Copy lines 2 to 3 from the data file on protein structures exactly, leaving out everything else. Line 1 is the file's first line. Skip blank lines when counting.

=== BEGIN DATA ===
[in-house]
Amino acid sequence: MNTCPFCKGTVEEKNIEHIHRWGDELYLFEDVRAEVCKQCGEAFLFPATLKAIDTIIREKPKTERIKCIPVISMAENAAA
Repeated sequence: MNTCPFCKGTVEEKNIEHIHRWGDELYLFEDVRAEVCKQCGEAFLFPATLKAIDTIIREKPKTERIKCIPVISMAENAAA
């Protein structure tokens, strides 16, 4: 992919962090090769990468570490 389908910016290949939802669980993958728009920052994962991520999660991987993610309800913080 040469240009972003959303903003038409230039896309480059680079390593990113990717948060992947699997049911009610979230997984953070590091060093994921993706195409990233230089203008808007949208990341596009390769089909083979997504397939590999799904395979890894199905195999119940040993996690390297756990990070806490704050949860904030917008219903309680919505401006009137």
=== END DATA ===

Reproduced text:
Amino acid sequence: MNTCPFCKGTVEEKNIEHIHRWGDELYLFEDVRAEVCKQCGEAFLFPATLKAIDTIIREKPKTERIKCIPVISMAENAAA
Repeated sequence: MNTCPFCKGTVEEKNIEHIHRWGDELYLFEDVRAEVCKQCGEAFLFPATLKAIDTIIREKPKTERIKCIPVISMAENAAA